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Philip Malsale, Noel Sanau, Tile I. Tofaeono, Zarn Kavisi, Albert Willy, Rossy Mitiepo, Siosinamele Lui, Lynda E. Chambers, and Roan D. Plotz

Abstract

Traditional knowledge (TK) on weather and climate is an important aspect of community life in the Pacific. Used for generations, this knowledge is derived from observing biological and meteorological variables and contributes to building community resilience to weather extremes. Most of this knowledge is passed on orally and is in danger of being lost due to generational changes, leading communities to seek to preserve the knowledge in other ways.

This paper provides guidance on the successful collection and documentation of weather and climate TK in the Pacific by considering four key components: the legal and national context, in-country partnerships, the role of community, and national and community protocols. At the regional level legislation focuses on the protection of culture/TK and intellectual property, which are linked to national policies and laws. Within the national context consideration of the governance structure is critical, including obtaining approvals to conduct the studies. The next consideration is developing partnerships to establish and implement the projects, including working with appropriate ministries, media, donor organizations, and community groups. Community involvement in all aspects of the projects is critical, built on trust between partners and ensuring outputs are aligned with community needs. Following community protocols and procedures allows for effective sharing of TK. We document common protocols that were piloted and tested across four Pacific Island nations, illustrating similarities and differences between cultural groups, including recognizing cultural sensitivities and ensuring custodian rights are protected.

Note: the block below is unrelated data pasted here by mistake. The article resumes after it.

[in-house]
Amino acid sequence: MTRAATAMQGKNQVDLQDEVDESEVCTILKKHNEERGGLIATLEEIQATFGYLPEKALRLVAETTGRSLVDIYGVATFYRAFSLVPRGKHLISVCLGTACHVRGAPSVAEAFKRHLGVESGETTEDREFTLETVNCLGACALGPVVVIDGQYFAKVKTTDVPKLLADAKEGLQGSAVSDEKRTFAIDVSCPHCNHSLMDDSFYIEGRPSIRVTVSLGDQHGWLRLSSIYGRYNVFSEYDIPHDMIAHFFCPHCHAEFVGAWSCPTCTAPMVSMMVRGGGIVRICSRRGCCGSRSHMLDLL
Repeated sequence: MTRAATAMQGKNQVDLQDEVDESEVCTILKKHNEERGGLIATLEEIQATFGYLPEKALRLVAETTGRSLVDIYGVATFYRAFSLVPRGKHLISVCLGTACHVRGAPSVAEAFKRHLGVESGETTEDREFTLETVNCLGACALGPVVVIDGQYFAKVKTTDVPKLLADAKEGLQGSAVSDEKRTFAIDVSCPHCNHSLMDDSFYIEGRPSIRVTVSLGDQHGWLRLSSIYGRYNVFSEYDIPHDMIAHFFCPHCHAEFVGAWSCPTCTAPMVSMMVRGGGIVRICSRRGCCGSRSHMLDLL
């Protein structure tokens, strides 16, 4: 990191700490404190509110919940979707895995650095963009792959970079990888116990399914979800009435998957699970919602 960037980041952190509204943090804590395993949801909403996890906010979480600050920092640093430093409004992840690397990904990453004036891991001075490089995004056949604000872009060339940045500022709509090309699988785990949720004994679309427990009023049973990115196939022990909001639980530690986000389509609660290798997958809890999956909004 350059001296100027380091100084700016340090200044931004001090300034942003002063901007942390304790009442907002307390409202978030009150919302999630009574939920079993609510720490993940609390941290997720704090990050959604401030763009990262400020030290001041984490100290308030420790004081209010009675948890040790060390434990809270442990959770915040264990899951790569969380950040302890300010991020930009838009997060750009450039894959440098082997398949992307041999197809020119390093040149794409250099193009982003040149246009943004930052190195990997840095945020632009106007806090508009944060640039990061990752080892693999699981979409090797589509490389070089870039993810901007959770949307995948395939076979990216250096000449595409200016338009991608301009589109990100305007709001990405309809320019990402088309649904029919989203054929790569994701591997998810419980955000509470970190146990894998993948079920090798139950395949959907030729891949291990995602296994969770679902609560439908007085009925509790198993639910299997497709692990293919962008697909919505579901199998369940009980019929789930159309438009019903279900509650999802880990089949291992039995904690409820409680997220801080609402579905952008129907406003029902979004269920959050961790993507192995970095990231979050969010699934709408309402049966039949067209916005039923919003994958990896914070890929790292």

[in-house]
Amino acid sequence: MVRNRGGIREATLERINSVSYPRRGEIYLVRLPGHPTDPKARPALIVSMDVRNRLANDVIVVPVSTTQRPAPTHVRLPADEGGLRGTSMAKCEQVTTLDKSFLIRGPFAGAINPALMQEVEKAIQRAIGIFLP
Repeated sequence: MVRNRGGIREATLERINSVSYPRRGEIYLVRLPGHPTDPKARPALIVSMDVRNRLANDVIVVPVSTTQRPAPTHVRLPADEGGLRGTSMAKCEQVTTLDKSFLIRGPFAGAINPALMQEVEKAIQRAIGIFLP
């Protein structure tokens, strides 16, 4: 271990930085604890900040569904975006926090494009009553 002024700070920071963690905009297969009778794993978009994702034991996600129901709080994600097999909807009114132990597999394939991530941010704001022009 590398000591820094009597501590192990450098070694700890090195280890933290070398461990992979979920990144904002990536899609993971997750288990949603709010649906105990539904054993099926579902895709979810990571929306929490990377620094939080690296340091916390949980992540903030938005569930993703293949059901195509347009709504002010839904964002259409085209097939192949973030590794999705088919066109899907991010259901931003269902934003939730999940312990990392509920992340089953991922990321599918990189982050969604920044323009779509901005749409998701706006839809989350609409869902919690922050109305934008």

Open access